John Henry, 1960 by Louis Draper
He captures scenes of people seemingly caught in moments—like the three people sitting on a Lower East Side stoop in John Henry (1960), and the woman dressed in her Sunday best in Jesus (1964), which was shot at the Fulton Art Fair in Brooklyn.
Teenager, 1975 by Louis Draper
The young men photographed in Teenager (1975), however, are not caught in a moment; they fill the frame—posed defiantly, looking in the camera.
Windows, Movie Theater, 13th St. @ 3rd Ave. 2011 by Shawn W. Walker
Not all the work is documentary-style. Shawn W. Walker’s portfolio includes photo collages that are full of depth and texture. Windows, Movie Theater, 13th St. @ 3rd Ave. (2011), is a dark montage, full of shadows and tall buildings seemingly collapsing behind Matt Damon.
Windows, 5th Ave. @ 57th St. 2011 by Shawn W. Walker
Another image, Windows, 5th Ave. @ 57th St. (2011), is a solarized photo collage of marching leather-clad mannequins superimposed on images of tall buildings. The mannequins move through the background and foreground of the photo as they ascend the buildings. The work is reminiscent of a Max Ernst drawing.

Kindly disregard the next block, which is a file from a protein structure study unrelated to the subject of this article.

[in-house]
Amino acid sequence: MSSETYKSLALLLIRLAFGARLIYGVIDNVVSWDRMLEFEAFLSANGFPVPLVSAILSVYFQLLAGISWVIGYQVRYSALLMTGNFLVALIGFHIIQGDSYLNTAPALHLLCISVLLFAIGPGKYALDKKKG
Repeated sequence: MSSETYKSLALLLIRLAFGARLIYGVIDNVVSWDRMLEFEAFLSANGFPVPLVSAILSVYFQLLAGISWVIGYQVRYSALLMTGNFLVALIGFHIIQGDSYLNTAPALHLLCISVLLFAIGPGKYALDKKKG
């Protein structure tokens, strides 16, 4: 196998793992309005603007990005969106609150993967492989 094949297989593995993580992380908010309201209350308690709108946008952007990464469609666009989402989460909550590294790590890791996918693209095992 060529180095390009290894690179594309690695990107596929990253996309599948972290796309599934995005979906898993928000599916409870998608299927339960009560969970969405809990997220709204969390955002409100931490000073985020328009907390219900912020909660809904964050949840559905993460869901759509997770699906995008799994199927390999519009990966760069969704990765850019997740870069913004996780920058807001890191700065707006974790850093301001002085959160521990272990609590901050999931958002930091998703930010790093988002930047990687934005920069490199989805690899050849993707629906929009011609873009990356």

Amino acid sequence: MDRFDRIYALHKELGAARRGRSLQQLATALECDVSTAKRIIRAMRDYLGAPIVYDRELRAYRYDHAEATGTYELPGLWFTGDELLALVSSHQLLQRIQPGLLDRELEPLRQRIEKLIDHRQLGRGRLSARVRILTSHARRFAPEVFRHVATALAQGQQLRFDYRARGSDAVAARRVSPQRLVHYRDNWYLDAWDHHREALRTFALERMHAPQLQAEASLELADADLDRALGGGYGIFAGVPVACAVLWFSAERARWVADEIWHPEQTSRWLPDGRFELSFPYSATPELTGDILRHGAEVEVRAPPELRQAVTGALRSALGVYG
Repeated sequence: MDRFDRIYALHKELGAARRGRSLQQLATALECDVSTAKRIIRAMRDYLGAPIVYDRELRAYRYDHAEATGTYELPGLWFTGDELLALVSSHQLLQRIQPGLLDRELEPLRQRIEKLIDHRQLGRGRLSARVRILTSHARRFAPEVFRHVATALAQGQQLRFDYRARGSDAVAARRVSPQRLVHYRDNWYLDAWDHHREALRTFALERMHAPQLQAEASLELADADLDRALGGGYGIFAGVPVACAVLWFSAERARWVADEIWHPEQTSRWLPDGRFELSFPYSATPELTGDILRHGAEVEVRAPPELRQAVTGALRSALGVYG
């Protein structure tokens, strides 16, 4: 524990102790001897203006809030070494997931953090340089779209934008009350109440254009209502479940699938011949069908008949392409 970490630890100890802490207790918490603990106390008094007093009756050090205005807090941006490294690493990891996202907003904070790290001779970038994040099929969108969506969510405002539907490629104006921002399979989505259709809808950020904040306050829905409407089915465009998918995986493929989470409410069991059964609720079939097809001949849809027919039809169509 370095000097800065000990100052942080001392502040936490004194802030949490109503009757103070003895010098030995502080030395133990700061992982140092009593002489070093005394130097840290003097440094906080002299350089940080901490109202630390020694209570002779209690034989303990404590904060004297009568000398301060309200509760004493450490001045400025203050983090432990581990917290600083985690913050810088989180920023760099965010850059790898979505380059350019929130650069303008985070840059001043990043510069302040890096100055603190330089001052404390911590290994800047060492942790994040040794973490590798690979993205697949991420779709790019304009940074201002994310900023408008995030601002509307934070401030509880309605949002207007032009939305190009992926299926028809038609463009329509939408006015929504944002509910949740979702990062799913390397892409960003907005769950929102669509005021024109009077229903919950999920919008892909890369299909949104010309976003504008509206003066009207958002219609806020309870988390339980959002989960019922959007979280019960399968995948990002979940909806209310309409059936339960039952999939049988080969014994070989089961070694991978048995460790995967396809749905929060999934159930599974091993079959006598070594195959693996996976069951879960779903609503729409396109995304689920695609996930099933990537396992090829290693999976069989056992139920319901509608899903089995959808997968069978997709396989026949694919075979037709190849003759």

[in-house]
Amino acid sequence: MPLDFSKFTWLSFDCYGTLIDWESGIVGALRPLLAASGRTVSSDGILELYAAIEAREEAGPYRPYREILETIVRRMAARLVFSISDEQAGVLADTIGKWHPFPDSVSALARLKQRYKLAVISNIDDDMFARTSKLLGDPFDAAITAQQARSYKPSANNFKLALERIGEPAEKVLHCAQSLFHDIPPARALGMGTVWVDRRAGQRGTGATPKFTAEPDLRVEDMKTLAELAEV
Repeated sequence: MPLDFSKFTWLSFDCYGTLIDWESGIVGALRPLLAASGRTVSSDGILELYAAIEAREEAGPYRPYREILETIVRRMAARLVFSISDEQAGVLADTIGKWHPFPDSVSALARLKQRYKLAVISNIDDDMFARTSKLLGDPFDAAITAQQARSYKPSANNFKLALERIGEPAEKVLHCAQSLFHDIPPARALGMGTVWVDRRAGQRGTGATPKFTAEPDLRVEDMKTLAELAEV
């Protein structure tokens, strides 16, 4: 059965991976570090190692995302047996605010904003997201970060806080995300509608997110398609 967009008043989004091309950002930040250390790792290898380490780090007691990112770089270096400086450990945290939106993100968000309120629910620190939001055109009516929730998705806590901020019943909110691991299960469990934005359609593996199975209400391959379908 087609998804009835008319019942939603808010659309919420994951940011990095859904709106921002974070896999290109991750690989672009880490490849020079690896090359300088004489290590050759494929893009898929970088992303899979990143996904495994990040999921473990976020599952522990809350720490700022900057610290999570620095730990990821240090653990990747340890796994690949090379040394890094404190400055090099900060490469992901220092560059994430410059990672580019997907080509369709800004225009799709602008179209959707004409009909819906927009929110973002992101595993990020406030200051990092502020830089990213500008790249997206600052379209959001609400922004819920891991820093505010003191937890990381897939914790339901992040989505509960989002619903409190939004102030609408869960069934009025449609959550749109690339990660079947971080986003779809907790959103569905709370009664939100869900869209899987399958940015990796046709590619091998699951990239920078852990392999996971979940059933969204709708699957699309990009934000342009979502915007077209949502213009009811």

A harmonious marriage of images await in the concluding section, Acting Together. These photos are paired to highlight the strong parallels and influences within the group’s work. Once again there are stark portraits and abstract representations that reflect common experiences.
Timeless is a profound retrospective of work that elevates the view of black culture over the last fifty years.
Tracy Armstead is a freelance digital media manager and a former visual editor and photo editor with The Wall Street Journal in New York. She is a recipient of a 2013 National Headliner Award for Newspapers spot news photography.
Tracy graduated from Emerson College with a bachelor’s degree in film and has completed design and marketing classes at New York University. She currently lives in New Jersey with her husband and son.